The Black Sea - mysterious, menacing and mythical - is at the heart of centuries of warfare, turmoil and historical drama. A mixture of totalitarian regimes and young democracies, a melting pot of ethnic minorities, the Black Sea region is a point of convergence for three very different civilisations: European, Asian and Middle Eastern. Its waters, shores and littoral territories underwent massive transformations as all the surrounding countries tried to tame it, to reshape it, to claim it and to extract its resources. This Iron Curtain no longer runs through central Europe. It has moved eastwards, with the Black Sea region becoming a new Cold War front. Russia's takeover of Crimea in 2014 and the Russian-backed separatist insurrection in east Ukraine have caught Western foreign policy off-guard and broken apart a geopolitical consensus that seemed unassailable. In reaction to this instability, countries in central and Eastern Europe - from the Baltics to Turkey - are now experiencing unprecedented levels of military activity. In May 2016, NATO opened a new missile defence facility in Romania aimed at protecting Europe from ballistic missiles. Russia responded indignantly to heightened military presence in its former sphere of influence. "We have slid back to a new Cold War" declared Russian Prime Minister Dmitry Medvedev.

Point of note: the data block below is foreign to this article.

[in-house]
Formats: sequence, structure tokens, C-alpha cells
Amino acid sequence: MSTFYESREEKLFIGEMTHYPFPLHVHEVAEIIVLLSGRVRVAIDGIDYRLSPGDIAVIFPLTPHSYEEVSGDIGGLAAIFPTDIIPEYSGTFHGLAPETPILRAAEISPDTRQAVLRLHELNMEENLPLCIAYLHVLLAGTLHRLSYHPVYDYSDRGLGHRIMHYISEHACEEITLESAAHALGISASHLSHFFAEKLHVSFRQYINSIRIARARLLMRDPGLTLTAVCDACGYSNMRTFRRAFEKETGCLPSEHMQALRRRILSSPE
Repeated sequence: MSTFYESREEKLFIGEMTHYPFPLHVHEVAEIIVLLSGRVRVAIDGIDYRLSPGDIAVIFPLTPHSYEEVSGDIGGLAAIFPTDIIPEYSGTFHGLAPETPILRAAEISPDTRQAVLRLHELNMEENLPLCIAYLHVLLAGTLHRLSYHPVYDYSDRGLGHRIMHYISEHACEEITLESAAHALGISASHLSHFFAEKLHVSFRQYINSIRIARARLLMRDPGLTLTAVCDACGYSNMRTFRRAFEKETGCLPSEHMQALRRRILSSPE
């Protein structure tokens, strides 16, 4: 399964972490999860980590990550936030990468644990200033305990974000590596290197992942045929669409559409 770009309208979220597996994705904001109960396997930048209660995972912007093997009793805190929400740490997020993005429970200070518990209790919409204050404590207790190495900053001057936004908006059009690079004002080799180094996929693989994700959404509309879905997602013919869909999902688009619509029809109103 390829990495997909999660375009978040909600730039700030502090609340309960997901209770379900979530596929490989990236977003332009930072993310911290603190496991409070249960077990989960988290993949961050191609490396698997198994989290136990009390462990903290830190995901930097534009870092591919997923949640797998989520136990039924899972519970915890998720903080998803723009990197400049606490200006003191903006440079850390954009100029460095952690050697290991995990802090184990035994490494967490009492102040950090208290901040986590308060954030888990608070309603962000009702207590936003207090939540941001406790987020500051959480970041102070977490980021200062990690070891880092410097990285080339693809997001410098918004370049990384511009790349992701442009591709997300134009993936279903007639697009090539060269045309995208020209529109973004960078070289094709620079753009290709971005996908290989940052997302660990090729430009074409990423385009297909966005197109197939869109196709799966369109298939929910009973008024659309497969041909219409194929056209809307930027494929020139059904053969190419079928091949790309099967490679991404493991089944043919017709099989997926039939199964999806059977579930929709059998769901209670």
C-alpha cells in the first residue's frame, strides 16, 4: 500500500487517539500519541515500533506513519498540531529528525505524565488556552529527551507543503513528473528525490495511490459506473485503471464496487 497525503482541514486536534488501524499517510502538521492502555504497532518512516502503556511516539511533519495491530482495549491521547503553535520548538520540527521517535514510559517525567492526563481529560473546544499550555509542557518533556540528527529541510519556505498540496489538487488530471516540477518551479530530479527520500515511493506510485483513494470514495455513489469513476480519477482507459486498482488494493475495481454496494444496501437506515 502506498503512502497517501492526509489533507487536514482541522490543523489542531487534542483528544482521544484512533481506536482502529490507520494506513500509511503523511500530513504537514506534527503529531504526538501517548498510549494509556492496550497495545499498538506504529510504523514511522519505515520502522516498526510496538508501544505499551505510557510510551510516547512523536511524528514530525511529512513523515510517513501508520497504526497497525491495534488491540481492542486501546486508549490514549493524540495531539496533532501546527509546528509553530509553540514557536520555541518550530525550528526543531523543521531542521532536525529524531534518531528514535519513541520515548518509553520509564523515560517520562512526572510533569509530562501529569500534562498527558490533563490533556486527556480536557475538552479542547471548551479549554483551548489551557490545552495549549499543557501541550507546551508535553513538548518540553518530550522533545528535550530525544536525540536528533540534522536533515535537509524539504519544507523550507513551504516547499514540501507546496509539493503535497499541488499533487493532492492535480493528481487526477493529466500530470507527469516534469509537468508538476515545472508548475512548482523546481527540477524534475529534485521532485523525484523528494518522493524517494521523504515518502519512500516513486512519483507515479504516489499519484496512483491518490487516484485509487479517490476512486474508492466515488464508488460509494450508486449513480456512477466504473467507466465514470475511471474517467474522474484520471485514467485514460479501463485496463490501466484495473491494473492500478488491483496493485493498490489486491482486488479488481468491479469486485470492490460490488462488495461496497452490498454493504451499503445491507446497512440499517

Regardless of nationality and social class, generations of people living in countries around the Black Sea have worked hard all year in order to spend their languid summers in the resorts and on the beaches lining their shores. A seaside holiday are an annual trophy for tens of millions of people who descend on the coast. Holiday makers find love, freedom and relaxation and cement lifelong memories.
Petrut Calinescu was born on the Romanian seaside and has had a lifelong fascination with the Black Sea and its power over the people living around its shores. Since 2010 he has been documenting the Sea throughout countries and territories bordering it: Romania, Bulgaria, Turkey, Armenia, Azerbaijan, Nagorno Karabakh, Georgia, Abkhazia, Russia, Moldova and Transnistria. Signs of older or more recent conflicts are visible all around the shores: from World War II seafront bunkers which have been turned into bars in Romania to beaches shelled in the 1990s in Sukhumi, Abkhazia, now a popular summer destination for Russians. As conflicted as human nature, the Black Sea landscape is a strange mixture of beauty, leisure and traces of conflict.